Many homeowners are paying higher energy bills because of an electric or gas water heater that is operating inefficiently. A common cause of water heaters using more energy is sediment in the bottom of the hot water tank or because of a scaled up heating element. In order for it to work efficiently you should clean sediment out of the hot water heater at least once a season. This is especially the case for rural homeowners who may be using well water that contains high amounts of dissolved solids such as calcium, or fine sand. This is true in my case, so I drain my hot water heater every year without fail.
Dirty Hot Water Heaters and Heating Elements Waste Energy
Most hot water heaters have a drain valve at the bottom of the tank. This is to allow periodic cleaning of the sediment that builds up in the tank. You can attach a garden hose to the faucet at the bottom and run it outside and clean out your hot water heater once a season. It’s a really good idea to turn off the hot water heater and wait until you get back from vacation, etc, before doing this, since you don’t want to be dealing with scalding hot water running through a garden hose not made to handle the heat. You’ll likely ruin the garden hose, burn your grass or hurt someone if you don’t wait until the water in the tank has cooled off.
The first step in draining sediment from your hot water heater is to turn the breaker off. This is very important since if you have the power on to a dry water heater, you’ll burn up the elements. Next turn the supply water valve off. Then then wait until the water cools down to lukewarm. To drain your hot water heater, you’ll need to attach a good quality garden hose to the faucet at the bottom of your tank and run it out into the yard. You might want to place the hose in a five gallon bucket, just to see what kind of sediment comes out. (Hot water heater drain valves usually accept a garden hose. Some require a screwdriver to open, others open like garden faucets.) Next, slowly open the tap to which the drain hose is attached and also lift up on the pressure release valve lever on the top of the tank to give the tank some air. If you don’t give the tank any air, only a trickle of water will come out. Opening a hot water faucet in the home is also a good idea. Once the tank is fully drained you can close the drain valve, put away the garden hose, and begin to fill up the tank, keeping the handle on the pressure relief valve up until you hear water begin to come out of it. In most homes the pressure relief valve is connected to a pipe leading outside. Once the tank is full and you are sure that it is by water coming out the pressure relief valve, you can turn on the breaker. You’ll most likely have some air in the hot water pipes in your home, so gently open faucets and allow the air to escape. If you are in doubt about any part of draining your hot water heater of sediment, have a plumber come and do it. The fellow in the YouTube video below does a good job of showing how to drain a hot water heater.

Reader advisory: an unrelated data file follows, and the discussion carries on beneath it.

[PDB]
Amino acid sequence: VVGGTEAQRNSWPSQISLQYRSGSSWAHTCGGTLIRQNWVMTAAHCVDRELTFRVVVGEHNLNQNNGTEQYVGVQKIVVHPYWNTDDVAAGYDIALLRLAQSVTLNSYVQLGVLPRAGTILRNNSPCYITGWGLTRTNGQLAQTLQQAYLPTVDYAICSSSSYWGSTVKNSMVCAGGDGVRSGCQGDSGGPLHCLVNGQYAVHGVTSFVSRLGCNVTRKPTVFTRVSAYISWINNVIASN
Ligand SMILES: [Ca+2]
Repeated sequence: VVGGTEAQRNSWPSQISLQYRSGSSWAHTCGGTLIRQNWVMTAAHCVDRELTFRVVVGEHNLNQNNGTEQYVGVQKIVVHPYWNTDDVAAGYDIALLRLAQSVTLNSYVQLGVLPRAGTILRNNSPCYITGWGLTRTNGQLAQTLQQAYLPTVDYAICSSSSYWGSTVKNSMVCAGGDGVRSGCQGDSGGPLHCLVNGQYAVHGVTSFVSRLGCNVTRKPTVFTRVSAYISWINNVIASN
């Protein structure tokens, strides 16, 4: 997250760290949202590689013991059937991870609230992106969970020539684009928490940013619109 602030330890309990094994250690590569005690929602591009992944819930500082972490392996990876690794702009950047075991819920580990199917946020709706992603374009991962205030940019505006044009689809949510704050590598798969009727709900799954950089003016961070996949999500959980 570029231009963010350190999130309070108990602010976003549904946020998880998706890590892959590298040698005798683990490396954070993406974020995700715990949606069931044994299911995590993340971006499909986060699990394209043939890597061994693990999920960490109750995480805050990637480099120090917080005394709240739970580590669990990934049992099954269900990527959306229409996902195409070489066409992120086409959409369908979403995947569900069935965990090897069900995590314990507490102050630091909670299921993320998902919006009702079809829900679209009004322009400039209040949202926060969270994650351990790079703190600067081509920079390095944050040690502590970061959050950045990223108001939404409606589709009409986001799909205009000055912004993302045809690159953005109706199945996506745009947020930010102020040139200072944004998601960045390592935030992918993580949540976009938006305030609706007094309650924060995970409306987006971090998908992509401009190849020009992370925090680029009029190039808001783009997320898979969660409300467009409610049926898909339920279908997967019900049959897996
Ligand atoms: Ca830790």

Note: If you choose to do the next step, do it while the breaker is off and before you fill the tank back up.
After you clean the sediment out of your hot water heater it’s a good idea to take a look at the heating element. Most electric water heaters have a bottom and a top heating element. Both may become scaled up by hard water, so each should be checked. It’s a good idea to check your hot water heater’s heating element every few seasons. To do this, you’ll need to safely drain your hot water heater as shown above. Make sure you turn off the water supply and the breaker and follow all the precautions I described. Remove the metal cover that covers the heating element with a screwdriver and use a multimeter to check that there is no power on the circuit. Once you have confirmed the power is off you can remove the wires, making sure you remember where they are to be reattached. Now you can use a special hot water heater element wrench to unscrew the element. You can get these at most hardware stores. Once you have unscrewed the heating element, take a look at it for signs of calcium buildup, pitting, etc. If your water heater was working fine you probably don’t need to replace it yet. On the other hand, it you were having problems making enough hot water, you might want to replace both elements and see if it helps. If you have any doubts about your ability to do this job, have a plumber do it for you.
Below is a photo showing corroded hot water heater elements, and what a new heating element looks like.
We tend to take our hot water heaters for granted. They work hard day after day providing us with hot baths and clean dishes, yet we barely pay any attention to them until they quit working. You can often avoid the high cost of replacing one by following these procedures to drain your hot water heater of sediment and by checking your hot water heater’s heating element for scale every couple of years. A cleaner hot water heater is a greener hot water heater since it will use less energy.